Winter 2024 Newsletter


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South Southwark Social Prescribing Winter Newsletter

Our Social Prescribing Link Workers support anyone registered to a South Southwark GP.

Over several sessions, we help identify what matters to the individual and develop a plan with them to support them to make positive life changes.

We will connect the individual to activities, services, social groups, and advice in and around Southwark.


In this Winter edition of the social prescribing newsletter:

  • What has our team been up to?
  • How to start your new year well - With Nicolette Bell, IHL Health and Wellbeing Coach
  • Service Spotlight – Horniman Museum and Gardens nature-based activities
  • Warm Spaces Southwark

"It is often the small steps, not the giant leaps, that bring about the most lasting change."


Social prescribing quick-fire questions

What is social prescribing?

Social prescribing is a holistic approach that connects people to activities, groups, and services in their community to meet the practical, social and emotional needs that affect their health and wellbeing.

What kind of things can you help me with?

Our team focuses on what matters to you, taking into account your non medical needs. We can support with linking to services that can support with issues such as housing, finance, low level mental health, employment, bereavement,  social isolation, lifestyle changes, and many more.

How can I access social prescribing?

Our social prescribing team work closely with GP practices in South Southwark who refer directly to our service.

Do I need to book an appointment with my GP to be referred?

No, anyone within the GP practice can refer to the social prescribers, including reception and admin staff.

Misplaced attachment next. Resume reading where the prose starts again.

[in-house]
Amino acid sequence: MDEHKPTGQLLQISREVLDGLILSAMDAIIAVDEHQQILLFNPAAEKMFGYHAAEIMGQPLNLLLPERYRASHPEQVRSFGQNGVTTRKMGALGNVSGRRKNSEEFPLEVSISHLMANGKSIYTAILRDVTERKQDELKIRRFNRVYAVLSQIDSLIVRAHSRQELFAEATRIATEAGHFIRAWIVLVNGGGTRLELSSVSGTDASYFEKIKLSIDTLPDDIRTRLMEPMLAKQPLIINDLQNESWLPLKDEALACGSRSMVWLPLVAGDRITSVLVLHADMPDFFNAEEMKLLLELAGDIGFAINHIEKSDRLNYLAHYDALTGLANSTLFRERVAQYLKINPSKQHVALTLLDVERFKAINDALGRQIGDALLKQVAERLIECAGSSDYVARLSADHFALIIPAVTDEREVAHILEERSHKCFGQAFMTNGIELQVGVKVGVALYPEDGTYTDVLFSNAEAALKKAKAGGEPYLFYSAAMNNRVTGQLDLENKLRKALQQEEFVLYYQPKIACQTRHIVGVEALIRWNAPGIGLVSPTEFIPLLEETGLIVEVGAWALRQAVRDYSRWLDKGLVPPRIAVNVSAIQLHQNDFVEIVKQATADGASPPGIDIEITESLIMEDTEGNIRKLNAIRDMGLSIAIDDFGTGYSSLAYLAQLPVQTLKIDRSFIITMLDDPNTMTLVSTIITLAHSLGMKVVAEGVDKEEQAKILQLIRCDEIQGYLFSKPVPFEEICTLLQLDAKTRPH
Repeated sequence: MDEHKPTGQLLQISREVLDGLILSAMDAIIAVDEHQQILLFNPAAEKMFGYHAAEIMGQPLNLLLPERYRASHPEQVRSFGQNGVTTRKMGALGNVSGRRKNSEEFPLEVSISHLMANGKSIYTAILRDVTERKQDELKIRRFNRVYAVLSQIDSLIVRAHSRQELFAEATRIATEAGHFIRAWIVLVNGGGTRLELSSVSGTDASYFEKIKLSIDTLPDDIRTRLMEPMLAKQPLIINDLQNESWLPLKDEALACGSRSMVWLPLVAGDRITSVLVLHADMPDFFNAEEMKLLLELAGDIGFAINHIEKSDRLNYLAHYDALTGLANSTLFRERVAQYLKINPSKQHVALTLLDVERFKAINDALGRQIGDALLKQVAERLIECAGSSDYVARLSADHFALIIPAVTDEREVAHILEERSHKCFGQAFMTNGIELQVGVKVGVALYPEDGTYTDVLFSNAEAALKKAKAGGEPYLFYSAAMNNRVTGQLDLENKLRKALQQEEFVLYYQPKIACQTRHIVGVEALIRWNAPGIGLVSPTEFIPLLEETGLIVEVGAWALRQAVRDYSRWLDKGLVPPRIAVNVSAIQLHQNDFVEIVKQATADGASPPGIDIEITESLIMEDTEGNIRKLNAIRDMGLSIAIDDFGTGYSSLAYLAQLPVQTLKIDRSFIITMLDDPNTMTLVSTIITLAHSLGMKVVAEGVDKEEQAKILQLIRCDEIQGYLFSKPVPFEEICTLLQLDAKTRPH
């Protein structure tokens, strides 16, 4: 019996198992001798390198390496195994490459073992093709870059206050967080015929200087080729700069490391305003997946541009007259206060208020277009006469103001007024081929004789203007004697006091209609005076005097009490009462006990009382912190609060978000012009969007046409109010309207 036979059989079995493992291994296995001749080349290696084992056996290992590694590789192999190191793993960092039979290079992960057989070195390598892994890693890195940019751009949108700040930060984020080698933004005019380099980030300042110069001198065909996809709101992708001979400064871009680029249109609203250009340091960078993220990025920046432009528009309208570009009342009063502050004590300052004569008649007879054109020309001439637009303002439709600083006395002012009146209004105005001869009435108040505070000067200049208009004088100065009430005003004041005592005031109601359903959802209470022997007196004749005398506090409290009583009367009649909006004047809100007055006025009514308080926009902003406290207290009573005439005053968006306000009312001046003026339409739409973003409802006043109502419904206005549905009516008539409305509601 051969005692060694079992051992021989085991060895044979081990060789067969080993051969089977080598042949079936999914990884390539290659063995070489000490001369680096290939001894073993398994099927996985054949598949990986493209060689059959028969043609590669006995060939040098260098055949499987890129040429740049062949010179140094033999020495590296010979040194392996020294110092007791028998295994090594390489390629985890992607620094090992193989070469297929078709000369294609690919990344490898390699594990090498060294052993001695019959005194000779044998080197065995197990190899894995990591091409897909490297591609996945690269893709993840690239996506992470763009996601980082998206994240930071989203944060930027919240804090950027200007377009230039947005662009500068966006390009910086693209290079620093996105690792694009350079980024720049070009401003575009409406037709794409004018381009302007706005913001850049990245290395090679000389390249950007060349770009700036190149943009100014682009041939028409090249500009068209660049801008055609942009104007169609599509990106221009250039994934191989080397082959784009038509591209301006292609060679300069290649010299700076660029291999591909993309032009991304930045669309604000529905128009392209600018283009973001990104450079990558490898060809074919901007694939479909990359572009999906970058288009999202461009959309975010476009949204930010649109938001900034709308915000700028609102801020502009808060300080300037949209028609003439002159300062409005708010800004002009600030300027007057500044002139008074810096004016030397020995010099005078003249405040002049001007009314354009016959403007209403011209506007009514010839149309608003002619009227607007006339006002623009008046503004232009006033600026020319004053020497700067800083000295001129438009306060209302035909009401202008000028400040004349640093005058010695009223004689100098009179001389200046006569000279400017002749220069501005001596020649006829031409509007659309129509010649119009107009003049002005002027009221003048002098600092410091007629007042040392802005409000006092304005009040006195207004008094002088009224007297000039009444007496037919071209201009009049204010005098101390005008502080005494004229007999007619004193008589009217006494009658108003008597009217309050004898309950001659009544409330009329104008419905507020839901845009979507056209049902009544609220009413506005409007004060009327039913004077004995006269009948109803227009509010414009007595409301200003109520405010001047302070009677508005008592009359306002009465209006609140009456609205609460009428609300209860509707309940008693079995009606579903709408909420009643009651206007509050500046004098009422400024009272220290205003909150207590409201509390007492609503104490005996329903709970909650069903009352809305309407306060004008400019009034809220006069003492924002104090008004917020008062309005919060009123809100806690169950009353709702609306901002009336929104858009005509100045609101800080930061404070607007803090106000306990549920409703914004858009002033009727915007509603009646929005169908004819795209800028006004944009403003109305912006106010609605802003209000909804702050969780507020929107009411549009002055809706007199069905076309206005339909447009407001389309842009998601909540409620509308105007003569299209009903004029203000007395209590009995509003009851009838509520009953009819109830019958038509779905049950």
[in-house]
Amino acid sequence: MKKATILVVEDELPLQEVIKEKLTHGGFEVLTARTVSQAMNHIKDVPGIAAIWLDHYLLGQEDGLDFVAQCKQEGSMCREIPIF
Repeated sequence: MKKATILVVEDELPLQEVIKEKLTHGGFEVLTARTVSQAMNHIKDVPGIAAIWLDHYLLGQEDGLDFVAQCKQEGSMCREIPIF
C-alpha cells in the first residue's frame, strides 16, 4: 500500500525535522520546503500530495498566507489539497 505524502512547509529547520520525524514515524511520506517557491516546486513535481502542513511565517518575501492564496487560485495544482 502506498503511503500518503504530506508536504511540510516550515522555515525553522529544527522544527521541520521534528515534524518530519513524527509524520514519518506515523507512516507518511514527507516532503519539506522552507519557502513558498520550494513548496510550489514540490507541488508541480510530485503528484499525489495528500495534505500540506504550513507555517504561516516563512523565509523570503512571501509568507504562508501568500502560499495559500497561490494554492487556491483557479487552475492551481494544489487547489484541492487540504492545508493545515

What can't social prescribers help with?

Social prescribers don't support with medical issues. We also aren't support workers, so can't provide ongoing case management for those with very complex needs. 

How long can you support me for?

There is no set time. Some people feel supported with just 1 or 2 sessions over a couple of weeks, others may need more input. The aim of social prescribing is to give a person tools to better identify and manage their own health goals, thus it is not designed as long-term support.


What has our team been up to?

black history month event

Our social prescribing lead, Gay Palmer, attended a Health Watch Southwark Black History Month Event, where they discussed the power of social prescribing for people experiencing inequalities. The event was hosted by Franklin and Saidat, who are Community Health Ambassadors. The Deputy Mayor of Southwark Councillor Naima Ali was also in attendance, highlighting the needs of the community.

Gay Palmer attended the launch of The Power of Music Fund and the Music Can digital platform at a special event for policy-makers, charities and health leaders at Universal Music UK’s offices.

the power of music fund

christmas presents

Natalie Parker attended the Camberwell Green Community Christmas Market and engaged with members of the community by talking to them about aspects of social prescribing. She also supported in encouraging people to get free health checks. 

Terry-King Emmanuel, housing specialist social prescriber, has provided our team with different training sessions on housing, immigration, and welfare benefits.

terry king emmanuel

kingdom thirst cic

Emma Summerhayes, children and families social prescriber, attended Kingdom Thirst CIC Presents Chrimbo X-Mas at Peckham square. Southwark council and public health were providing free meals, health checks and flu vaccines. 

Emma Summerhayes and Natalie Eccleston, our Children and Families social prescribers, have regularly been doing outreach at PACT Southwark. This has been a great opportunity for them to build relationships with service providers and support parents by linking them to services in the community. For more information on their roles, see our Autumn 2023 newsletter.

pact southwark

london senior socials

Jenifer Ingleton volunteered her time at London Senior Social’s Annual Christmas Day Dinner and enjoyed chatting, dancing and eating with members of the community.

For more information about the great work London Senior Social are doing, go to their website


How to Start Your New Year Well – With Nicolette Bell, IHL Health and Wellbeing Coach